DiffEq related functionality for defining biological models
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README.md

DiffEqBiological.jl

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Full documentation is in the DifferentialEquations.jl models documentation

The Reaction DSL

The @reaction_network DSL allows you to define reaction networks in a more scientific format. Its input is a set of chemical reactions and from them it generates a reaction network object which can be used as input to ODEProblem, SDEProblem and JumpProblem constructors.

The basic syntax is

rn = @reaction_network rType begin
  2.0, X + Y --> XY               
  1.0, XY --> Z            
end

where each line corresponds to a chemical reaction. The input rType designates the type of this instance (all instances will inherit from the abstract type AbstractReactionNetwork).

The DSL can handle several types of arrows, in both backwards and forward direction. If a bi-directional arrow is used two reaction rates must be designated. These two reaction networks are identical

rn1 = @reaction_network rType begin
  2.0, X + Y → XY               
  1.0, XY > Z       
  1.0, X + Y ← XY               
  0.5, XY < Z           
end
rn1 = @reaction_network rType begin
  (2.0,1.0), X + Y ↔ XY               
  (1.0, 0.5), XY ⟷ Z       
end

The empty set can be used for production or degradation and is declared using either 0 or . Integers denote the number of each reactant partaking in the reaction.

rn1 = @reaction_network rType begin
  2.0, 2X --> 0        
  2.0, ∅ --> X  
end

Multiple reactions can be declared in a single line

rn = @reaction_network rType begin
  2.0, (X,Y) --> 0                   #Identical to reactions [2.0, X --> 0] and [2.0, Y --> 0]
  (2.0, 1.0), (X,Y) --> 0            #Identical to reactions [2.0, X --> 0] and [1.0, X --> 0]
  2.0, (X1,Y1) --> (X2,Y2)           #Identical to reactions [2.0, X1 --> X2] and [2.0, Y1 --> Y2]
  (2.0,1.0), X + Y ↔ XY              #Identical to reactions [2.0, X + Y --> XY] and [1.0, XY --> X + Y].
  ((2.0,1.0),(1.0,2.0)), (X,Y) ↔ 0   #Identical to reactions [(2.0,1.0), X ↔ 0] and [(1.0,2.0), Y ↔ 0].
end

Parameters can be added to the network by declaring them after the reaction network. Parameters can only exist in the reaction rate and not as a part of the reaction.

rn = @reaction_network rType begin
    (kB, kD), X + Y ↔ XY
end kB, kD
p = [2.0, 1.0]

The parameter set p must be passed to the problem constructor. The parameter values can be changed after the reaction network is defined.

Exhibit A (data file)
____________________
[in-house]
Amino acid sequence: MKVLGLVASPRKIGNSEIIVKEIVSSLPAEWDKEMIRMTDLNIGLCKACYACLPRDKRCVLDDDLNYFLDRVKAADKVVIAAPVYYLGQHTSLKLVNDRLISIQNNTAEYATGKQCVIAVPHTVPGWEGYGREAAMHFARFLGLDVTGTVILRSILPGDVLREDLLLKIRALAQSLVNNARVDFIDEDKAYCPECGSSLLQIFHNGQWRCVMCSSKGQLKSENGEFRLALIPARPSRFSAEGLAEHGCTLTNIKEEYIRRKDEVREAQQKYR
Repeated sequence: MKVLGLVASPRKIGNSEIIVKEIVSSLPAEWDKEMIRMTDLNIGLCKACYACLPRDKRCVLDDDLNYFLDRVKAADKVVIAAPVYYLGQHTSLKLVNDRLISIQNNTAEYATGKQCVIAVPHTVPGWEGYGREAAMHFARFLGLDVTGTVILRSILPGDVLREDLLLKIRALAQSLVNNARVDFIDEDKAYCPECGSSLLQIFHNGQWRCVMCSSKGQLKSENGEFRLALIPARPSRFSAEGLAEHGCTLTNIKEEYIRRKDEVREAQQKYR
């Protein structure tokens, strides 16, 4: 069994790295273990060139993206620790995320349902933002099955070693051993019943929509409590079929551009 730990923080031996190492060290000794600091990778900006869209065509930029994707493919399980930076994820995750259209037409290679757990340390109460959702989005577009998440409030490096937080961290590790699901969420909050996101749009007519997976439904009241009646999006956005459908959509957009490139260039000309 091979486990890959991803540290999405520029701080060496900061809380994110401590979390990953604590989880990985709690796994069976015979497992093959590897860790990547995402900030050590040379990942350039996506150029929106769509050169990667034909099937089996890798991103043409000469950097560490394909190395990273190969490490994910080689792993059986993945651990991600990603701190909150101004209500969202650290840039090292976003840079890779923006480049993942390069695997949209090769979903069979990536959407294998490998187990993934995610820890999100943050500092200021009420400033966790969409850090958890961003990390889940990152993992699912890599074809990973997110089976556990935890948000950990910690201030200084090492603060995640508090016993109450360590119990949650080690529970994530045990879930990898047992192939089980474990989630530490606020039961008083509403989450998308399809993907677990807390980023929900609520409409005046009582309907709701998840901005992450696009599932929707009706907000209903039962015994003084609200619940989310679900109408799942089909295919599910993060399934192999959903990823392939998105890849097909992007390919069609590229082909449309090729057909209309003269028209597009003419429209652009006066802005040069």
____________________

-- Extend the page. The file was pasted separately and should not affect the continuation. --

The reaction rate do not need to be constant, but maybe depend on the concentration of the reactants.

rn = @reaction_network rType begin
    (1.0,2XY), X + Y ↔ XY
end

The hill function hill(x,v,K,n) = v*(x^n)/(x^n + K^n) can be used, as well as the michaelis menten function (the hill function with n = 1).

rn = @reaction_network rType begin
    (1.0,hill(XY,1.5,2.0,2)), X + Y ↔ XY
end

By using the @reaction_func macro it is possible to define your own functions, which may then be used when creating new reaction networks.

@reaction_func hill2(x, v, k) = v*x^2/(k^2+x^2)    
@reaction_network macro can see.
rn = @reaction_network rType begin
  (1.0,hill2(XY,1.5,2.0)), X + Y ↔ XY
end

Reaction rates are automatically adjusted according mass kinetics, including taking special account of higher order terms like 2X -->. This can be disabled using any non-filled arrow (⇐, ⟽, ⇒, ⟾, ⇔, ⟺), in which case the reaction rate will be exactly as input. E.g the two reactions in rn = @reaction_network rType begin 2.0, X + Y --> XY 2.0XY X + Y ⟾ XY end will both have reaction rate equal to 2[X][Y].

Once a reaction network has been created it can be passed as input to either one of the ODEProblem, SDEProblem or JumpProblem constructors.

  probODE = ODEProblem(rn, args...; kwargs...)      
  probSDE = SDEProblem(rn, args...; kwargs...)
  probJump = JumpProblem(prob,aggregator::Direct,rn)

the output problems may then be used as normal input to the solvers of the DifferentialEquations package.

The noise used by the SDEProblem will correspond to the Chemical Langevin Equations. However it is possible to scale the amount of noise be declaring a noise parameter. This will be done after declaring the type but before the network.

rn = @reaction_network \eta begin
    2.0, X + Y ↔ XY
end
p = [0.5]

The noise term is then added as an additional parameter to the network (by default the last parameter in the parameter array, unless also declared after the reaction network among the other parameters). By reducing (or increasing) the noise term the amount stochastic fluctuations in the system can be reduced (or increased).

It is possible to access expressions corresponding to the functions determining the deterministic and stochastic development of the network using.

  f_expr = rn.f_func
  g_expr = rn.g_func

This can e.g. be used to generate LaTeX code corresponding to the system.